Grassroots philanthropy with a big impact

Kim Earp wasn’t a typical first-year university student. She was a 46-year-old mother-of-two holding down a full-time job when she first walked through the gates of the University of Wollongong.



Story By

Julie-Ann Jeffrey

Kim Earp wasn’t a typical first-year university student. She was a 46-year-old mother-of-two holding down a full-time job when she first walked through the gates of the University of Wollongong.

“I was the first in my family to come to uni, I was older, I was a busy mum,” Kim says.

Kim completed a Bachelor of Arts (with a major in History and a minor in Politics) in 2009 and is now the Learning and Teaching Coordinator at UOW’s Faculty of Science, Medicine and Health. As a former student and a current employee, she’s a passionate advocate of the UOW Cares program.

“Philanthropy often gets a bad rap but lots of small things can make a really big difference,” she says. “I didn’t receive financial support but I did benefit from a generous employer who gave me time off to attend lectures and classes. I know what it’s like to receive support.

“It’s easy to want to give back to others when you’ve received help,” Kim muses over a coffee as students bustle past on campus. True to her beliefs, Kim gives a percentage of her pay to support other students via the UOW Cares program.

Established in 2007, UOW Cares is the University’s staff giving program. It allows academic and professional staff to make regular donations through their pay to 14 charitable causes and organisations.

“Most of our causes are very local, very community-based, and go directly to the organisation or cause,” says Clare Rhodes, Community Engagement Coordinator.

“We support many local organisations on the South Coast as part of our commitment to community engagement, as well as a number of organisations both nationally and internationally.”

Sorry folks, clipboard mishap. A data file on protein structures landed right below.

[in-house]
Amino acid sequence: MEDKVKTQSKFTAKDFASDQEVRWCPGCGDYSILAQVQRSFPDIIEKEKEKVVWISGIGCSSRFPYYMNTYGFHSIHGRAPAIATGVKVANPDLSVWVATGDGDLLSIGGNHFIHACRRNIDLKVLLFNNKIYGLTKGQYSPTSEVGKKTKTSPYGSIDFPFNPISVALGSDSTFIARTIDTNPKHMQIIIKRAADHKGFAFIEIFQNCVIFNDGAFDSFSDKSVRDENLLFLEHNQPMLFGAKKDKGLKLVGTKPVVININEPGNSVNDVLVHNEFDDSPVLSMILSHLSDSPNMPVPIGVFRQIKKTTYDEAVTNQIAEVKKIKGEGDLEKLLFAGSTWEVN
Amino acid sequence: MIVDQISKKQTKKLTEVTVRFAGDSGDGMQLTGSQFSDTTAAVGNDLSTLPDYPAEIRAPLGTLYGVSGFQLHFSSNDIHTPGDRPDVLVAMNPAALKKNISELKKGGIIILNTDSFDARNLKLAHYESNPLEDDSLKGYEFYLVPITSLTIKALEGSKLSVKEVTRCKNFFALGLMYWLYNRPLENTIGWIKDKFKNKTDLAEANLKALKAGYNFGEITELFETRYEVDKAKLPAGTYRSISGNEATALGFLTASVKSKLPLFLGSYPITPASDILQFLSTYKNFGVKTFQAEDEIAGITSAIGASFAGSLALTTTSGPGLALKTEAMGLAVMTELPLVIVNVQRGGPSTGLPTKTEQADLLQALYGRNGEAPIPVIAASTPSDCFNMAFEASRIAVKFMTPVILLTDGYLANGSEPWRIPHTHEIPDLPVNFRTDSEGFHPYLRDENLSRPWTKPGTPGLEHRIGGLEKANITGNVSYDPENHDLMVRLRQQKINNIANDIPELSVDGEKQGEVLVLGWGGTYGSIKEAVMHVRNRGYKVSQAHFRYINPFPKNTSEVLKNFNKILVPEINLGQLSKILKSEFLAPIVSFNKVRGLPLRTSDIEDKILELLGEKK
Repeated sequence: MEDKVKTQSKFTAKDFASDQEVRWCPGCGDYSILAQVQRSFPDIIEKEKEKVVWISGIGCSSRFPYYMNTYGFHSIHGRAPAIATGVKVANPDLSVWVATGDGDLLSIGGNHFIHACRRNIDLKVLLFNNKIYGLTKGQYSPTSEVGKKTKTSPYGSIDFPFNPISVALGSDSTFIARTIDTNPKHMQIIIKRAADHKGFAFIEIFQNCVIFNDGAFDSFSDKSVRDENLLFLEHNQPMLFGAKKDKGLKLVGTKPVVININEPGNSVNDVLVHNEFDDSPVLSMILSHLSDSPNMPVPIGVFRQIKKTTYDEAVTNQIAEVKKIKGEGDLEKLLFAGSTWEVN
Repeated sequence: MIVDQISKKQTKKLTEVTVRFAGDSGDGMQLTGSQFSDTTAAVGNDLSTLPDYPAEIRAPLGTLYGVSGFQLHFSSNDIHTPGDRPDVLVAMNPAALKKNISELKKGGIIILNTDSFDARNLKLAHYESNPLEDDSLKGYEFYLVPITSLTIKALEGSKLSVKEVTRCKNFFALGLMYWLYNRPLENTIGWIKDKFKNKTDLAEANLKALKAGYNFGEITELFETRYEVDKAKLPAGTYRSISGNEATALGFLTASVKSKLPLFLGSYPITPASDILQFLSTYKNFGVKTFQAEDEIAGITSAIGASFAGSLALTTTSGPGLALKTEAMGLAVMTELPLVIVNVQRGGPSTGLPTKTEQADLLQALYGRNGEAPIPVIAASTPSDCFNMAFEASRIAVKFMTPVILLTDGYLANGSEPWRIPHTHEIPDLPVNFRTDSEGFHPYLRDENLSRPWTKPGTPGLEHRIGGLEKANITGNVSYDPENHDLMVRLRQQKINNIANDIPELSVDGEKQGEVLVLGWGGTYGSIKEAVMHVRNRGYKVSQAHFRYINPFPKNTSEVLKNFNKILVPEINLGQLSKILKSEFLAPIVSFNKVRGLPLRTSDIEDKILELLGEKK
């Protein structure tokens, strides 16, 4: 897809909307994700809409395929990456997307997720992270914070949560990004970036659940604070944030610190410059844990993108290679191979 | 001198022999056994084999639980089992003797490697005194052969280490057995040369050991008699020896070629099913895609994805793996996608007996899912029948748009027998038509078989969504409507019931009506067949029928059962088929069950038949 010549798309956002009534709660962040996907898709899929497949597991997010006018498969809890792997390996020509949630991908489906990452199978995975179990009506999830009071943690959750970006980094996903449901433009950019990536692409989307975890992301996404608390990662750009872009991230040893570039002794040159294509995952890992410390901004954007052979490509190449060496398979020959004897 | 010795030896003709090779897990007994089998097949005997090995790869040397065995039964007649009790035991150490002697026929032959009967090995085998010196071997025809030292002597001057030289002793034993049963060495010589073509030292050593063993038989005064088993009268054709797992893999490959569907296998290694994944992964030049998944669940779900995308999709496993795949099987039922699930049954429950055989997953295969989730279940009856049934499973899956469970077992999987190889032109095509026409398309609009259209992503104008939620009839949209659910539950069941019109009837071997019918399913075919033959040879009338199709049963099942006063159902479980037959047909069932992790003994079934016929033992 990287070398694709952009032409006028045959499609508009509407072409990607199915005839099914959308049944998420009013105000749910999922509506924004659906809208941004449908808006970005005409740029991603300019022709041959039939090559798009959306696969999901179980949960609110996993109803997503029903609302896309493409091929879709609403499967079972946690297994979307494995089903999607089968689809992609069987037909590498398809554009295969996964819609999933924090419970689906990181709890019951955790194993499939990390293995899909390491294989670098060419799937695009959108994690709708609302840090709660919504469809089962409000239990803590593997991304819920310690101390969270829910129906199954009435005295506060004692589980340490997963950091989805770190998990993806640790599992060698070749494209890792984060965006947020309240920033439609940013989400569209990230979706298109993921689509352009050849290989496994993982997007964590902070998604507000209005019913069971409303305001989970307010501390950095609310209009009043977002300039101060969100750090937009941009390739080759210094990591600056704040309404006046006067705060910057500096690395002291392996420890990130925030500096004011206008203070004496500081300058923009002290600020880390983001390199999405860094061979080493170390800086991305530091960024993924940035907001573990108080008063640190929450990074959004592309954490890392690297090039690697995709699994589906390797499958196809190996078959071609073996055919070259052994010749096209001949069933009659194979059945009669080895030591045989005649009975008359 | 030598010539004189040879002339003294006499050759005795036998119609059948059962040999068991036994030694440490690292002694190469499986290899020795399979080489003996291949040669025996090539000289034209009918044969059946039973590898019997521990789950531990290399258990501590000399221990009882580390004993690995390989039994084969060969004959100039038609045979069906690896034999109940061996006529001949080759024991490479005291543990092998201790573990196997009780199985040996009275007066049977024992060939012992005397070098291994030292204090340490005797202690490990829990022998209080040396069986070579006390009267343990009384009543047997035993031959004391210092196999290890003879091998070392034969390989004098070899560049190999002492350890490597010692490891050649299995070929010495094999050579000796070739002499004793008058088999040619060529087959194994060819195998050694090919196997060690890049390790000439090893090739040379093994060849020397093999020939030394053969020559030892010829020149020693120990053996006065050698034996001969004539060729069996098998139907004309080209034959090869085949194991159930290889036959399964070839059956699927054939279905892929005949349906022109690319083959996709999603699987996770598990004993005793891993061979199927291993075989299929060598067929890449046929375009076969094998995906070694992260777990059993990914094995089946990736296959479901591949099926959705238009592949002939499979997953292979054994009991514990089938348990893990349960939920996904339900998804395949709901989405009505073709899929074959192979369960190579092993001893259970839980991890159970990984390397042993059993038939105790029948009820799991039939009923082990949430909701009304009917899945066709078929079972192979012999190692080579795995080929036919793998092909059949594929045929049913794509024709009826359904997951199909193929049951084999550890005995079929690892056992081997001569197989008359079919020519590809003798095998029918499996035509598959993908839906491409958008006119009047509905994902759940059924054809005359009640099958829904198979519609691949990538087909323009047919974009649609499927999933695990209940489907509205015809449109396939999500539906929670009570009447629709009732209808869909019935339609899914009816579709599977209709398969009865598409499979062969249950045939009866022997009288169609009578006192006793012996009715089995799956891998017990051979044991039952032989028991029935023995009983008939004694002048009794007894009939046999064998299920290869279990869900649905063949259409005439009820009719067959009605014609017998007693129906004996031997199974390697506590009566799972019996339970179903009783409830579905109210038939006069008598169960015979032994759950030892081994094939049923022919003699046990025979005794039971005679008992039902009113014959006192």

UOW Cares is grassroots philanthropy with a big impact.

“It’s about our collective contributions,” Clare says. “If all UOW staff gave less than a coffee bi-weekly that’s $140,000 – the impact of that is really, really significant.”

In the past decade, donations to UOW Cares have funded five $9,000 student scholarships ($3,000 per year over three-years).

“It’s about helping to share the love,” says Kim Earp who is committed to supporting minorities. “It’s just about people, whether that’s refugees or students, men or women, people who may not get a chance to come here, people who may not get a chance to study.”

Kim speaks from experience, having received an opportunity to have a voice on matters she would have been denied without her degree.

“You can’t be heard if you don’t get a chance to sit at the table. A staff giving program like this gives people less fortunate a real chance.”

For Kim, a big upside of giving to UOW Cares® is that her donations go directly to minorities in our community, such as children with autism, indigenous youth and refugees. One hundred per cent of all money donated through UOW Cares® funds each cause or organisation, with no management or administration fees deducted.

“If we could increase the pool of those who give a nominal amount it would have a huge impact,” says Kim when asked about her passion to raise awareness amongst colleagues.

Once a year the University holds an event called ‘Coffee for a Cause’ to raise a little more money for UOW Cares causes. For three whole weeks, 20 cents from each coffee sold at participating cafes on campus is donated to UOW Cares. $6,000 was raised in 2019 alone. That brings the total raised by Coffee for a Cause since its inception in 2008 to $46,868. That’s a lot of coffee and a lot of good will.

Recently UOW Cares expanded to include eight external community organisations or causes and six dedicated UOW scholarships and programs. Donations from staff to UOW Cares provide a regular funding stream to:

  • Australian Indigenous Mentoring Experience (AIME)
  • Autism Spectrum (Aspect)
  • Headspace Wollongong
  • Indigo Foundation
  • Landcare Illawarra
  • Strategic Community Assistance to Refugee Families (SCARF)
  • The Fred Hollows Foundation
  • The Smith Family

Within the university the UOW Cares program goes directly towards supporting:

  • UOW Transforming Futures Scholarship
  • Motor Neuron Disease (MND) research
  • MIND the GaP (an initiative to improve the mental health and wellbeing of all residents of the Shoalhaven region)
  • Tanzanian Teacher Training program
  • UOW Library and Archives
  • UOW Art Collection

UOW Cares helps students when they really need it, helps researchers solve pressing issues and helps sustain our community and region.

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